Microsoft Proposes Higher Fees for H-1B Visas

Susan Hall

Microsoft, the nation’s top employer seeking H-1B visas and top lobbyist for more, wants companies to pay more for them.

Calling the difficulty in hiring for top technical positions “a problem that's approaching dimensions of a genuine crisis," Brad Smith, Microsoft executive vice president and general counsel, on Thursday proposed charging companies much more to be allowed to hire H-1B visa holders and to use that money to train U.S. workers for science, technology and engineering positions.

Microsoft is calling on Congress to add 20,000 to the annual cap of 65,000 H-1B visas, to reserve them for so-called STEM occupations and to release 20,000 green cards to extend the stay of foreign workers, The Seattle Times reports. It wants employers to pay $10,000 for the reserved H-1B visas as opposed to the $1,500 large employers pay now. It proposed the fee for green cards be $15,000.

Doing so would raise $500 million a year, Smith said, which could be used to hire teachers for K-12 STEM education and to add AP computer science courses in the 95 percent of high schools that don’t have them.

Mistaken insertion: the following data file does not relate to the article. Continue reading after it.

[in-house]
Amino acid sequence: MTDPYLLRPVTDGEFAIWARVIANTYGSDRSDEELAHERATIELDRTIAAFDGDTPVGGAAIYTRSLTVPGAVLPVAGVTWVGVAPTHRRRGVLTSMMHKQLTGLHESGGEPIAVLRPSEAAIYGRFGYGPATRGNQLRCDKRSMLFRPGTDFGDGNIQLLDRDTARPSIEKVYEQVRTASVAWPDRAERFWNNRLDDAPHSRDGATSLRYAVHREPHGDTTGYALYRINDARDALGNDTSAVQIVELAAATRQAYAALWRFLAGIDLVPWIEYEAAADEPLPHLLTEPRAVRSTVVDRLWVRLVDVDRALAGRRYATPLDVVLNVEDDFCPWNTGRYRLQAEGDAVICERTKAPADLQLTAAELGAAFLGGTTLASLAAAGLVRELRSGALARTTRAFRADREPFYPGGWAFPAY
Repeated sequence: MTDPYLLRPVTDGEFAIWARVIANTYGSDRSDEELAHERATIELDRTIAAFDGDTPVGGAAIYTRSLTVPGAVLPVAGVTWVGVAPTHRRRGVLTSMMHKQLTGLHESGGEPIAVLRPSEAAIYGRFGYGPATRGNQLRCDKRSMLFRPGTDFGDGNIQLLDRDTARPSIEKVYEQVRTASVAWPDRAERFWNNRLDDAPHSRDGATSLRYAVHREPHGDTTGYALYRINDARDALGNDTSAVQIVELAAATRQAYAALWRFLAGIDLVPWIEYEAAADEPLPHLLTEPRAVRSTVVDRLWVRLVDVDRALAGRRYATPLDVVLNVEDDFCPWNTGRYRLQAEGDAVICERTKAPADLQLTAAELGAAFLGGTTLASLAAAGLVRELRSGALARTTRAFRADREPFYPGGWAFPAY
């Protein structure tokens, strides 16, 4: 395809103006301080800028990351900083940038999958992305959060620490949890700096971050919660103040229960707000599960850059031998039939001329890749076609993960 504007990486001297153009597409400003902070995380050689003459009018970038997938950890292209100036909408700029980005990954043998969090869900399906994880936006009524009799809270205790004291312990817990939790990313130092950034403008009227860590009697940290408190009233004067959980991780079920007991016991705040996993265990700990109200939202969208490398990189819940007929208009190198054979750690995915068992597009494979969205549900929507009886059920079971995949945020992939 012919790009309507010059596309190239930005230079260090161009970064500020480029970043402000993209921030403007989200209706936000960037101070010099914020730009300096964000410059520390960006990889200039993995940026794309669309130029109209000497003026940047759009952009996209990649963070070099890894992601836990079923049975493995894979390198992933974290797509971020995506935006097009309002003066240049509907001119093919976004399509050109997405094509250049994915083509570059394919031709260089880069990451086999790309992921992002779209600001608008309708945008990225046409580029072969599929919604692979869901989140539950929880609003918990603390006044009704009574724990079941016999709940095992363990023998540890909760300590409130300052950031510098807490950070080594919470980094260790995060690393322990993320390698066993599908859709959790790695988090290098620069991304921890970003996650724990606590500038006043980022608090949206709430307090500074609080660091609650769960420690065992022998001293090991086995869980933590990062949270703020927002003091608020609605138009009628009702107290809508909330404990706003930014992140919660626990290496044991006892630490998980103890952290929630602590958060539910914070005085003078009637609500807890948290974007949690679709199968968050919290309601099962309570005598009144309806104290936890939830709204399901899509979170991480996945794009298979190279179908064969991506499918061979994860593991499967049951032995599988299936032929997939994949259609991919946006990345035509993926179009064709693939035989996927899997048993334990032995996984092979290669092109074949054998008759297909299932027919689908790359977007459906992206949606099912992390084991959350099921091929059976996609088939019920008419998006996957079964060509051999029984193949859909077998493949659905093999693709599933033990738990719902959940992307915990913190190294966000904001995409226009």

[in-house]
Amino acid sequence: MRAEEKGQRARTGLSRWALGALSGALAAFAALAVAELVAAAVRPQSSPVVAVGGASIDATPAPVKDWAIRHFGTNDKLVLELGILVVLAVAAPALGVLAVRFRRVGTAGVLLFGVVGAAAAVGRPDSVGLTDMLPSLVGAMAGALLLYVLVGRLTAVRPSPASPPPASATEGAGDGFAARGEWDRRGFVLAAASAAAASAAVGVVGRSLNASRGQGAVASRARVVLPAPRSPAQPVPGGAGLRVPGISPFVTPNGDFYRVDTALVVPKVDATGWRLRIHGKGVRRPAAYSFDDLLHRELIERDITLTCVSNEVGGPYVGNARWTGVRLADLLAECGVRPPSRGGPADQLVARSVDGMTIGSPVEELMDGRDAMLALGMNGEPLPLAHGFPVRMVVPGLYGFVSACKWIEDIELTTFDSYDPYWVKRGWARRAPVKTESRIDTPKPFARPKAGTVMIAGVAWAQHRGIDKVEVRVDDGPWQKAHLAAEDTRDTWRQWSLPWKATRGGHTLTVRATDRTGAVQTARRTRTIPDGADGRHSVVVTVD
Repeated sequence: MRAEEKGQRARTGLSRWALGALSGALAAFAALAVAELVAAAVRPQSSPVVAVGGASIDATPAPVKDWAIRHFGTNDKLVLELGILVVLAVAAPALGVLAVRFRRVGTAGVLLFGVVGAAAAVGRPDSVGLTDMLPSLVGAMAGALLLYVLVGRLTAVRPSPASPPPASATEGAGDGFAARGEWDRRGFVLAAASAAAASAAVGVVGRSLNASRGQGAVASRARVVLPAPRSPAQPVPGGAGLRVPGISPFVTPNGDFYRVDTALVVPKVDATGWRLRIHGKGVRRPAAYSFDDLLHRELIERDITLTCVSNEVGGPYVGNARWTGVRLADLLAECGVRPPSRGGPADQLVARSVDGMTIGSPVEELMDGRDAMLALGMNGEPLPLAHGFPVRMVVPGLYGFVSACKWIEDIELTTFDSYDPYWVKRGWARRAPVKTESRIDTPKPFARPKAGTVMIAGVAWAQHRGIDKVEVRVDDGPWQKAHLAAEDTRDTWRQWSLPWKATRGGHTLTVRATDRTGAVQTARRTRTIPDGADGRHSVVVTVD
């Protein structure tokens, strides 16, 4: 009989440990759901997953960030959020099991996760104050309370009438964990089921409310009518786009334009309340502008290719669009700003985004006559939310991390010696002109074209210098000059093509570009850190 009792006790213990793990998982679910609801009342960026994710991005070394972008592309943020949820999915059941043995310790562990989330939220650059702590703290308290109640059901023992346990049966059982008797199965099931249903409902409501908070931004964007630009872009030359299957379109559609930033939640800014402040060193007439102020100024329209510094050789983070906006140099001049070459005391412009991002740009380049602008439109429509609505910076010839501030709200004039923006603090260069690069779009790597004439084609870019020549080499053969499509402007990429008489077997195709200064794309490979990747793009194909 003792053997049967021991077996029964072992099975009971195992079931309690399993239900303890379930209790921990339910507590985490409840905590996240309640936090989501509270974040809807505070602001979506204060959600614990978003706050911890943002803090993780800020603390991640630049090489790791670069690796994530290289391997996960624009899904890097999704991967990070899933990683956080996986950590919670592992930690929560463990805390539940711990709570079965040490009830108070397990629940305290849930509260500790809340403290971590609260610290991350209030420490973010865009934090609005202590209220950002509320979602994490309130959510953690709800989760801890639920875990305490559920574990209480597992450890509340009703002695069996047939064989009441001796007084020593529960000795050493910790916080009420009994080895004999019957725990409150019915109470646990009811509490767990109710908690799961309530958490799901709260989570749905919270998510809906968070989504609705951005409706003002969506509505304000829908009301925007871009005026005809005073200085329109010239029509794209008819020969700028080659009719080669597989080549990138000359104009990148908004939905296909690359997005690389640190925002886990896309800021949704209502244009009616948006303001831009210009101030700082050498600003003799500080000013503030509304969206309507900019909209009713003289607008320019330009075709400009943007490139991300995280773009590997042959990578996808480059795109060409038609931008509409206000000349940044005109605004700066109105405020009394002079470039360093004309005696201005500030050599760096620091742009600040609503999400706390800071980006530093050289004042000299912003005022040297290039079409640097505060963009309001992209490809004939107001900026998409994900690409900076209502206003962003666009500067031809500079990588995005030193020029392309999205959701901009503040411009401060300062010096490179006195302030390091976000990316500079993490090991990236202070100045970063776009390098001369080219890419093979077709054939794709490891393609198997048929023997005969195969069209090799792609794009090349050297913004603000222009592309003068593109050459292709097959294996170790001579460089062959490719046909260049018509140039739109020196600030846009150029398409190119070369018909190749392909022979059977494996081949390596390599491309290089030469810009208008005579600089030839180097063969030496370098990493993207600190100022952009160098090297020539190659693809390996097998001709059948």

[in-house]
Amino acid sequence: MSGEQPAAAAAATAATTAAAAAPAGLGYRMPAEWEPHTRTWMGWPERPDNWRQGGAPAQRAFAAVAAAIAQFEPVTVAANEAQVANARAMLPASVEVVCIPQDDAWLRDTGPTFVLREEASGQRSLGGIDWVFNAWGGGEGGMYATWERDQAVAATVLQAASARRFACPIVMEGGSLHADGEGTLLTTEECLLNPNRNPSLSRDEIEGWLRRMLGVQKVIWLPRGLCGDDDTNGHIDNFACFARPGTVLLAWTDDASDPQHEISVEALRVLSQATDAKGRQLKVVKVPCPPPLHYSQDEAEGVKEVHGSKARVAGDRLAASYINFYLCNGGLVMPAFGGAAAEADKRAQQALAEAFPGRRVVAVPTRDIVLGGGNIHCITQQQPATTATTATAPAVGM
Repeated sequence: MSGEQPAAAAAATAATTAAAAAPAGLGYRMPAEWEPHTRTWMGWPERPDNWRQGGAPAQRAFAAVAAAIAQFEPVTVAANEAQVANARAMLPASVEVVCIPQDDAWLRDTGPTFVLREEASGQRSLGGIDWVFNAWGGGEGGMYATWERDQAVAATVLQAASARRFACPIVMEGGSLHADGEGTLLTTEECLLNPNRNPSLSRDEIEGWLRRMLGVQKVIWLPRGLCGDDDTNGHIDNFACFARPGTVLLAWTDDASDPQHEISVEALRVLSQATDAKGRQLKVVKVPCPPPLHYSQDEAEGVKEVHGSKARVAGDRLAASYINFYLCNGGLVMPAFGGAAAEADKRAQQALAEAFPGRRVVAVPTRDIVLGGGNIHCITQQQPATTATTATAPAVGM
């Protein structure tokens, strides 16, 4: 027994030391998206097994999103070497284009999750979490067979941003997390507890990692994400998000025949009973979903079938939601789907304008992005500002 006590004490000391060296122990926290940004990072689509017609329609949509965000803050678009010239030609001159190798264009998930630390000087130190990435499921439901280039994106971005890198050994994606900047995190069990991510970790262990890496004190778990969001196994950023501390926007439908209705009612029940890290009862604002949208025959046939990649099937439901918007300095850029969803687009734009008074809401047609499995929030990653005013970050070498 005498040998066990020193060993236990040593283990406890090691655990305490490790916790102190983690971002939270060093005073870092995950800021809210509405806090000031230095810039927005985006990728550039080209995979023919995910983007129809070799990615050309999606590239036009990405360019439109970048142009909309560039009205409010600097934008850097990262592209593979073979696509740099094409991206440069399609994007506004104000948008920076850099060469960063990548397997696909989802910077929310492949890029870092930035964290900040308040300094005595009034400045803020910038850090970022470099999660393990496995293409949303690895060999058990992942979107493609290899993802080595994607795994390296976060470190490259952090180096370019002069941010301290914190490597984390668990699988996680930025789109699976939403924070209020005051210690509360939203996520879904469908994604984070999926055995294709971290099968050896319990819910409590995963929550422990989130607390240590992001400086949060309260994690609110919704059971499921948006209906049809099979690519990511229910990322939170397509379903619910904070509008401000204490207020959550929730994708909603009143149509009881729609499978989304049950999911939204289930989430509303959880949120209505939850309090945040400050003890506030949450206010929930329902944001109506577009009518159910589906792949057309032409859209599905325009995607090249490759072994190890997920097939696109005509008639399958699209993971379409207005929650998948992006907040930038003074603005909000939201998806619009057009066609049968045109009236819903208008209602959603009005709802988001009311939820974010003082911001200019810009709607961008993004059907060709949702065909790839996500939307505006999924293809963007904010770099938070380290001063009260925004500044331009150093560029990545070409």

Smith argues that small companies could bear the higher fees just as well as larger ones because salaries differ little among employers.

Jacob Kirkegaard, research fellow at the Peterson Institute for International Economics in Washington, D.C., noted that Microsoft’s plan, however, could give it a recruiting edge over Indian outsourcing companies whose staff is heavy with H-1B visa holders. He also thinks Microsoft’s proposal won’t get far in Congress.

A spokesman for The Institute of Electrical and Electronics Engineers told The Hill that it supports Microsoft’s proposal to add green cards, but not to expand the number of H-1B visas.

Add Comment      Leave a comment on this blog post
Sep 29, 2012 5:38 AM PerturbedPundit PerturbedPundit  says:
I plead with all of you to read the following blog posts. They provide very compelling evidence that there is NO shortage of U.S. citizen/permanent resident STEM workers. The H-1B debate usually devolves into a match between two opponents who only have anecdotes to support their positions. The following blog posts offer DATA (with sources). Reply

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